As it happens, I’ve long thought that, considered purely as a mezzo instrument, Ms. DiDonato’s voice is just about the least of her numerous accomplishments. Now, I wouldn’t for a moment deny or deprecate her irresistibly infectious manner, her supreme skill as a communicator, her remarkable expressive powers, her theatrical conviction or her technical address. But to my ears the voice lacks both warmth and juice, sounding wiry to the point of hard-edged and brittle at the top of its range, and afflicted throughout with a tight, fluttery vibrato that both robs the sound of colour and can end up perilously close to tremulousness. Nor is the breath line ideally long, all sorts of stratagems being used to disguise the numerous breaks the mezzo is obliged to insert, and which regrettably often lead to inaudibility at the ends of lines as the breath support simply pegs out before the music does (particularly noticeable, this, in the aria “Par che mi dica ancora” from Donizetti’s 1829 Elisabetta al castello di Kenilworth, where none of the long opening lines reached a fully-voiced conclusion). Marilyn Horne she is not (nor Elina Garanca, for that matter).There is also the fact that, as tonight, she increasingly sings what are pretty unambiguously written as soprano roles, where, even if the range is feasible for her, the tessitura is rather less so: so it isn’t to my mind remotely coincidental that the one item tonight where Ms DiDonato’s voice sounded at its absolute best, least pressurised and most easefully expressive was Giunia’s coloratura-free preghiera from Mercadante’s 1840 La vestale, which was written for the mezzo-soprano Eloisa Buccini and not Adelina Spech-Salvi as the opera’s soprano star role Emilia (pace Christopher Cook’s programme note, which asserts that it was).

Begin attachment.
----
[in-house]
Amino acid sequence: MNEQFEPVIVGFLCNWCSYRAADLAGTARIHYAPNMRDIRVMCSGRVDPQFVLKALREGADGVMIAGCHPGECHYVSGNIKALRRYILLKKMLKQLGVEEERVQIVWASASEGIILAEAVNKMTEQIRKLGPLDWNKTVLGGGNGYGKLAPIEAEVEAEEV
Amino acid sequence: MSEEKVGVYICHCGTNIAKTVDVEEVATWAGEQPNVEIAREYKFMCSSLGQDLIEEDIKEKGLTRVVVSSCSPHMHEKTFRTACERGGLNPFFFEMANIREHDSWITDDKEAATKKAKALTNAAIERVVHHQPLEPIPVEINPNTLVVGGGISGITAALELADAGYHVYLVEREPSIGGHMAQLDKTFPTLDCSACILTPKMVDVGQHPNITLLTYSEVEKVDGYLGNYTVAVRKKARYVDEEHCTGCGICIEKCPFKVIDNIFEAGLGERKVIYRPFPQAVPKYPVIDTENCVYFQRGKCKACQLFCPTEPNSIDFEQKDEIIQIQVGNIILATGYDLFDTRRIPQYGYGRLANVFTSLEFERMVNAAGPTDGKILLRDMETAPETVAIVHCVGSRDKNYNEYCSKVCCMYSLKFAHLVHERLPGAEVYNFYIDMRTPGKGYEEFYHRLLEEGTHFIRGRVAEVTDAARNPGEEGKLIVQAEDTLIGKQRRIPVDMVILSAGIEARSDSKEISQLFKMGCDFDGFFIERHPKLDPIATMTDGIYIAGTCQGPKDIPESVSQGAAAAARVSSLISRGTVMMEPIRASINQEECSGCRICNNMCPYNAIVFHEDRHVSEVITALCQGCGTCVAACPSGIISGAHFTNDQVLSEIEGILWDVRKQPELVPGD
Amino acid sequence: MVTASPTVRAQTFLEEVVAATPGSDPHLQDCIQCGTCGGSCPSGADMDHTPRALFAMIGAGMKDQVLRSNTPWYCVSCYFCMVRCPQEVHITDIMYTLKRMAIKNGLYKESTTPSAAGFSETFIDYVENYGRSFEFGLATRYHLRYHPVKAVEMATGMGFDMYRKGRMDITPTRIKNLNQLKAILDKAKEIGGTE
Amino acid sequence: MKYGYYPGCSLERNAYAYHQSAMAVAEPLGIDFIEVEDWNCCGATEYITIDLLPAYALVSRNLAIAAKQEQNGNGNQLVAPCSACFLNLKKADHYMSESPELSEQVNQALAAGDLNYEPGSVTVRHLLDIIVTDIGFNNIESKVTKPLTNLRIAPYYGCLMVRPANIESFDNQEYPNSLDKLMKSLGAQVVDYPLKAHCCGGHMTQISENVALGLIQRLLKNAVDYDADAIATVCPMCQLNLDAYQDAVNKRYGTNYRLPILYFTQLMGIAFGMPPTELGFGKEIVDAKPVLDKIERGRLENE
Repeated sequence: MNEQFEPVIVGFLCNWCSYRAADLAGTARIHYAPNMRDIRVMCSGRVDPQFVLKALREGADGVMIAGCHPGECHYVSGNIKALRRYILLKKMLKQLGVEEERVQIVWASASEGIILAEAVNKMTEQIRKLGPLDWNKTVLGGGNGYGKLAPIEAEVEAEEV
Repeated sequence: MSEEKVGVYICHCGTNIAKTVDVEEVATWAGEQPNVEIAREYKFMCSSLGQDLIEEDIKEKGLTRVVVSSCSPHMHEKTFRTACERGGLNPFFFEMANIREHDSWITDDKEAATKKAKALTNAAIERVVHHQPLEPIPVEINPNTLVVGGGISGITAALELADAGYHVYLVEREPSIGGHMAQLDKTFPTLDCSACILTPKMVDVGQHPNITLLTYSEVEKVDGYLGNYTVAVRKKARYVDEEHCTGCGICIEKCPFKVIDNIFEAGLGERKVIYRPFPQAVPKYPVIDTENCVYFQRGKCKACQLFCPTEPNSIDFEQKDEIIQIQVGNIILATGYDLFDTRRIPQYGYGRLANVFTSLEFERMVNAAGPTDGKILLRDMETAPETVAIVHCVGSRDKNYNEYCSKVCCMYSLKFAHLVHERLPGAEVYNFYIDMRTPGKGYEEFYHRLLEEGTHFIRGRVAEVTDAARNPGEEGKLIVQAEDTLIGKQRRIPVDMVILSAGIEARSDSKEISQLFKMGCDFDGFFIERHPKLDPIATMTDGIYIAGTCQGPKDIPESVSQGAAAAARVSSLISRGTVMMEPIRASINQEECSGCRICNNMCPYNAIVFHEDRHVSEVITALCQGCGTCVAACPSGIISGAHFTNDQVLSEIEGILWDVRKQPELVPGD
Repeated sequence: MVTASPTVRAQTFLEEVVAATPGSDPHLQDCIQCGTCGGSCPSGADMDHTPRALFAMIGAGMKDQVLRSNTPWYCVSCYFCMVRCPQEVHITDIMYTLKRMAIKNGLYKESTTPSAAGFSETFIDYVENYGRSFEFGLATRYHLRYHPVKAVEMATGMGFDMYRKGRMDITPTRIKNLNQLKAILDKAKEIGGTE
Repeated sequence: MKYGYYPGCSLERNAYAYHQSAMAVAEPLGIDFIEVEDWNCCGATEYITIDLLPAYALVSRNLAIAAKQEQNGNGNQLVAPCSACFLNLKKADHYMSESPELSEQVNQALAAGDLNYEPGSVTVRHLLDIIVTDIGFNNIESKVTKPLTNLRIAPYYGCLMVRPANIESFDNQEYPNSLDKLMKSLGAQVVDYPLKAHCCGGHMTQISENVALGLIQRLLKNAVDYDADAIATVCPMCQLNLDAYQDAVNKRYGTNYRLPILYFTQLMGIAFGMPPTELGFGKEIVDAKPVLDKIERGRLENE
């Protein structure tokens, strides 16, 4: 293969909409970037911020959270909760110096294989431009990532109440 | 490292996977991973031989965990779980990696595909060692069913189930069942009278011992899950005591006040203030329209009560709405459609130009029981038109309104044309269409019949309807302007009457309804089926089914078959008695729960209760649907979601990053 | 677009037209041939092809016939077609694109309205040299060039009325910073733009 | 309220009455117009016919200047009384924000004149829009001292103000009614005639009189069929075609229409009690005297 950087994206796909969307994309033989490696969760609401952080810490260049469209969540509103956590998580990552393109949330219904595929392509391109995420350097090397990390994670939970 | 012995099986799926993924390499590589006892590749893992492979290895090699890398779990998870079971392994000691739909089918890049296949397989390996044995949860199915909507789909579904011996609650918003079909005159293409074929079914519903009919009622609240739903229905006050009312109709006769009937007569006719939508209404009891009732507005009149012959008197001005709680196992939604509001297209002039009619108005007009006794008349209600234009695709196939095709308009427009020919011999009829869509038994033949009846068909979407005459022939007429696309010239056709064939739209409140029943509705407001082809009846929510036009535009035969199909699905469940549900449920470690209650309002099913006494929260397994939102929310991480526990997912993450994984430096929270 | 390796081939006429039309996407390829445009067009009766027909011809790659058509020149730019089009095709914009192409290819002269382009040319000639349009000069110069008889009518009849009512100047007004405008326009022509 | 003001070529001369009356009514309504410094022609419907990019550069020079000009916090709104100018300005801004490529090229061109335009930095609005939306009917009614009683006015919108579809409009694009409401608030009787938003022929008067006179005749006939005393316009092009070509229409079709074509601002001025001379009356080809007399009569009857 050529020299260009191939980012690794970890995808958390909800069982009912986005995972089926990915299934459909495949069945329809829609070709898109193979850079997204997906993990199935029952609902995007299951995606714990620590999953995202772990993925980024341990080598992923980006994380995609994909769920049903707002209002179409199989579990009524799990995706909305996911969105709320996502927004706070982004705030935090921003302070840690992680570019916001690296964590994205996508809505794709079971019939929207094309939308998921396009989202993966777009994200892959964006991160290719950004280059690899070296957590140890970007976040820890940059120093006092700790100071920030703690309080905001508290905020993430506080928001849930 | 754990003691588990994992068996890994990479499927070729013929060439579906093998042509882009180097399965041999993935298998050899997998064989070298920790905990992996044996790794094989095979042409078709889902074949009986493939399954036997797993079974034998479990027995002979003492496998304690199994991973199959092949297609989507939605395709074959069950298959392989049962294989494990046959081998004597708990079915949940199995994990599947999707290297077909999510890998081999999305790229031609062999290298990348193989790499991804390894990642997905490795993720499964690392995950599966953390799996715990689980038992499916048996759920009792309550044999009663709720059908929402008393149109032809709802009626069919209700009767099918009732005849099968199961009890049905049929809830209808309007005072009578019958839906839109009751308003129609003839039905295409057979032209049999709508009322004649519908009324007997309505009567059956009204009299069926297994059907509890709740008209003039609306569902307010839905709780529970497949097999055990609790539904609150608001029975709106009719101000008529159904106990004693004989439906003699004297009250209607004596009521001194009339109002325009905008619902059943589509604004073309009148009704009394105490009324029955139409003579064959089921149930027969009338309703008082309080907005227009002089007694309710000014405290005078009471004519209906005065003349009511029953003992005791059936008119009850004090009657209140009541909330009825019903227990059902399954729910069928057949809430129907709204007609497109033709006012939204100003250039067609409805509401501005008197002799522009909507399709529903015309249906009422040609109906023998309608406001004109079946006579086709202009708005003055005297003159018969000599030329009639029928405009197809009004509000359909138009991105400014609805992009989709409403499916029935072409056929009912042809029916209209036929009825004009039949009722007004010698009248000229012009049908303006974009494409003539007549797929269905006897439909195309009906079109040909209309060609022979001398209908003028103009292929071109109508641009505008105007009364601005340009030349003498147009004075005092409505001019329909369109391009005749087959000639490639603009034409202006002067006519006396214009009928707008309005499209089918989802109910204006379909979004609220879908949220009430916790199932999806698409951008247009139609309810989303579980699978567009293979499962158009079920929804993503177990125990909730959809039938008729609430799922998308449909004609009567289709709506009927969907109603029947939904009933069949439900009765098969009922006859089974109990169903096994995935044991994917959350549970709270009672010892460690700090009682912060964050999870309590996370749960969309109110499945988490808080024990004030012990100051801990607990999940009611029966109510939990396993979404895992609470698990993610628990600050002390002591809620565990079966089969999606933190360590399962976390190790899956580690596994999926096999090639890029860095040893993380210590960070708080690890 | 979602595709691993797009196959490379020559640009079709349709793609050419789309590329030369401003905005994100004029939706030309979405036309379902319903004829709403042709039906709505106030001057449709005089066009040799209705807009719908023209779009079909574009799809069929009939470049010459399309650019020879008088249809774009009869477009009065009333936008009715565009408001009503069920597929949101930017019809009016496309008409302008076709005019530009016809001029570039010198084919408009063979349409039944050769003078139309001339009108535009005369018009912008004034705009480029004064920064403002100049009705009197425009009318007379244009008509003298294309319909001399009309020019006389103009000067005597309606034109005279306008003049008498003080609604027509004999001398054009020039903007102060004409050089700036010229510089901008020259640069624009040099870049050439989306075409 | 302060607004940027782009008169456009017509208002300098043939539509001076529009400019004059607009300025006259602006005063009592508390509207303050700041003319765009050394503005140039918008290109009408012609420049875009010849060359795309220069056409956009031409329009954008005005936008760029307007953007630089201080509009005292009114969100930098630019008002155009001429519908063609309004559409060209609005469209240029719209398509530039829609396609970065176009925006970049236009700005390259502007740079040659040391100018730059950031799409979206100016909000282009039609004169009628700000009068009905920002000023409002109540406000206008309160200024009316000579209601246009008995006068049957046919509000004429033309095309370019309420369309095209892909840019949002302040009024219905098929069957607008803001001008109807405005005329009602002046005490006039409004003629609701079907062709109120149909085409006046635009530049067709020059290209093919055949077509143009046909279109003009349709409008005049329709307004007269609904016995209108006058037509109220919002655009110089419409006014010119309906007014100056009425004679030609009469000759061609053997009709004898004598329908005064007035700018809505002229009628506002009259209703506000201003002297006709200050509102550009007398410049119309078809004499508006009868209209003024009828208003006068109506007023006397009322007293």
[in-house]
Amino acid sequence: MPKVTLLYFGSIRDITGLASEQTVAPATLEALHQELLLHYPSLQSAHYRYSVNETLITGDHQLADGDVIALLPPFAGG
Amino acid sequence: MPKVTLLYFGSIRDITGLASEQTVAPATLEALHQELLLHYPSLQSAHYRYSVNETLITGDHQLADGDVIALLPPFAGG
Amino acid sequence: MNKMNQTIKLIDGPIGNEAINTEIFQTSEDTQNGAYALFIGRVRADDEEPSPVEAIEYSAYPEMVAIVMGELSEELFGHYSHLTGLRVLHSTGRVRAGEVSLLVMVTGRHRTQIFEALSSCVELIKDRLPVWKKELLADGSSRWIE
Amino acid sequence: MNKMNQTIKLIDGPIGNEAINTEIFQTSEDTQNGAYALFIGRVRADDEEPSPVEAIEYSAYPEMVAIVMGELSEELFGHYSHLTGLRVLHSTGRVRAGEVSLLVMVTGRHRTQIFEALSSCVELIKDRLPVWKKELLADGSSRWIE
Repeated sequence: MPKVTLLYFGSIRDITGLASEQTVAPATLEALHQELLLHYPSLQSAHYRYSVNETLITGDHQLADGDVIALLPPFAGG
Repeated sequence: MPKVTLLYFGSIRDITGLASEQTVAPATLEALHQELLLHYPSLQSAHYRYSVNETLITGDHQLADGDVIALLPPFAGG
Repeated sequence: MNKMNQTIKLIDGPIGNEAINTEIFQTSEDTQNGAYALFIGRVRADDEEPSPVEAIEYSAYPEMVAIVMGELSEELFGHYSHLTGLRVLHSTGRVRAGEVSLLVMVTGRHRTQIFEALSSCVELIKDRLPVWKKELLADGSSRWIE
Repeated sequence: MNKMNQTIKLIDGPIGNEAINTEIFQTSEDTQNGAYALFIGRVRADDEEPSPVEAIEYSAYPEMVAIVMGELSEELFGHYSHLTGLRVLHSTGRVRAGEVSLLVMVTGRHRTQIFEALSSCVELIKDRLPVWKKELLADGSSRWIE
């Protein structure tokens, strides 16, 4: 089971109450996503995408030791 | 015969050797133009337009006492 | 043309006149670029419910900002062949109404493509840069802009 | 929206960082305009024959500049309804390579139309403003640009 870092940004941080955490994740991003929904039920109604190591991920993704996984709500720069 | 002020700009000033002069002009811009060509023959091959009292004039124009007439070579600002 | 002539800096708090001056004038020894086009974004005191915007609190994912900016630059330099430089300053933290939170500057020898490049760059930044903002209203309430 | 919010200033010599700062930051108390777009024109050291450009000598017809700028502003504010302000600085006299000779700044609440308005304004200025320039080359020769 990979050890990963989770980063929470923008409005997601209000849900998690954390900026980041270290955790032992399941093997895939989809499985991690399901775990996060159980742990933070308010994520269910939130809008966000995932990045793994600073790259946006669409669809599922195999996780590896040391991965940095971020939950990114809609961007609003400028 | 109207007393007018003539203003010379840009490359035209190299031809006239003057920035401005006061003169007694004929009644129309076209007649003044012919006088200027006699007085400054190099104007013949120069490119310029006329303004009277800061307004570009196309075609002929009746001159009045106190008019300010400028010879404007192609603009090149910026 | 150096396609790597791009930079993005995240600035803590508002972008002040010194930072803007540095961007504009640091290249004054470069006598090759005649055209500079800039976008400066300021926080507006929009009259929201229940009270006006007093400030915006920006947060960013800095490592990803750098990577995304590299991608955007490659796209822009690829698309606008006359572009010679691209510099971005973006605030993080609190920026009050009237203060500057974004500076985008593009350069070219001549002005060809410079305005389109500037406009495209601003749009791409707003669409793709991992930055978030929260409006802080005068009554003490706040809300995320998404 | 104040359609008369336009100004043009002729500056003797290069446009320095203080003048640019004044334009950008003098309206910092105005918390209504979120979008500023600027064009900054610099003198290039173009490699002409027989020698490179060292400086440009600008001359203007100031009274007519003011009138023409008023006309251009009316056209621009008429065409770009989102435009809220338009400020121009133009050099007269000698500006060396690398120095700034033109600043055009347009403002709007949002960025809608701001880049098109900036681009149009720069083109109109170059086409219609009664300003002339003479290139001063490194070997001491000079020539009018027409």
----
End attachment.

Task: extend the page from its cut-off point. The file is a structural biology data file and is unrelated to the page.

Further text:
Still, I’m aware of talking heresy here, at least amongst those who never heard Horne and Montserrat Caballé sing Rossini live in their contemporaneous primes; or have never heard Cecilia Gasdia’s Zelmira, or Mariella Devia’s Elisabetta (sopranos both, please note: and just because Isabella Colbran’s voice darkened with age and lost the high C is no reason to assume she ended up sounding like a mezzo by the time her husband Rossini wrote Semiramide for her in 1823. After all, Domingo has by now lost every one of a tenor’s high notes, but still doesn’t sound remotely like a baritone). I may as well confess that I didn’t much care for Ms. DiDonato’s Maria Stuarda at the ROH a few months ago either, where the two principal female roles were cast the wrong way round – Elisabetta’s the mezzo role, Maria’s the pure high soprano – and which ended up fighting against the sense both of the roles and of the music (about the unspeakably pitiful and disgustingly cheap staging itself I decline to comment). So tonight’s account of Zelmira’s rondo-finale “Riedi al soglio” was not entirely successful to my mind, and became even less so when two-thirds of it, from “Deh circondatemi” onwards, was offered up again as a highly improvisatory and approximate second encore. Nor did the coloratura-stuffed cabaletta “Ove t’aggiri” from Pacini’s 1845 Stella di Napoli strike me as a suitable programme opener, too many of its silly effects – endless clucking staccati, for one – sounding at ludicrously chirpy odds with the grim text whilst proving almost impossible for the diva to deliver in tempo.